Yesterday evening I got an invite in my email.
It was from Josef Seják, an environmental economist here in Prague, and a man who played a crucial role in enabling my stay here seven years ago after taking an interest in an article I’d written.
The invitation was to a recital by his daughter, Barbora K. Sejáková, a well-regarded pianist in Czech chamber and solo music.
The recital was in a gothic former church, a small piece of medieval Prague lurking behind a garden wall in the Malá strana district, just below Petřín Gardens.
During intermission I had a social conversation with an older couple—the husband is a retired economics professor from Charles University and an old colleague and friend of Josef’s.
That was after Josef insisted on buying me a (large) glass of Moravian red. He grew up in Moravia and is something of a wine patriot for his native region.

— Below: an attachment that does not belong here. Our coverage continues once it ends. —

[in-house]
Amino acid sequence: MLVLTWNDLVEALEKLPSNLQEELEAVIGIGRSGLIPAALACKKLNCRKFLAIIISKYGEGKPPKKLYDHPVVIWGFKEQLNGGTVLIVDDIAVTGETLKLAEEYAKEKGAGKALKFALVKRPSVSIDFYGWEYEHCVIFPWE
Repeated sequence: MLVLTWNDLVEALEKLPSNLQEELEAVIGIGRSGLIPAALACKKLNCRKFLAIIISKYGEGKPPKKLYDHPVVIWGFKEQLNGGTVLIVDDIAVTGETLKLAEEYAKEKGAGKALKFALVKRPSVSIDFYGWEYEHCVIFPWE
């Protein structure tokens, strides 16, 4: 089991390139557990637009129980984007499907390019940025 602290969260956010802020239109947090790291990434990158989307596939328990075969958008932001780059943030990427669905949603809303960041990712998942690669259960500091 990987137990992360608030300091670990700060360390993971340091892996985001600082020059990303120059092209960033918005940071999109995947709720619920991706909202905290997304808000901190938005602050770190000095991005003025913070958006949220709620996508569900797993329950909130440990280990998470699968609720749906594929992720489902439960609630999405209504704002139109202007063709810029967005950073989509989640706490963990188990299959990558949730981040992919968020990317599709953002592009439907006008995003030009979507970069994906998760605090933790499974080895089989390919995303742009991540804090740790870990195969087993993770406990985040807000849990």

Before and after the concert, Josef and I discussed the overlap (and lack of overlap) in our own work, and possible collaboration.
The first half of the recital closed out with a sculptor discussing the work of his that was on display. The second half opened with a poetry reading (very hard for me to catch in the live acoustics of the room).
The music itself was excellent, a really rewarding 20th-century program, with an encore of Scarlatti.
It’s as if the evening had been tailor-made for me.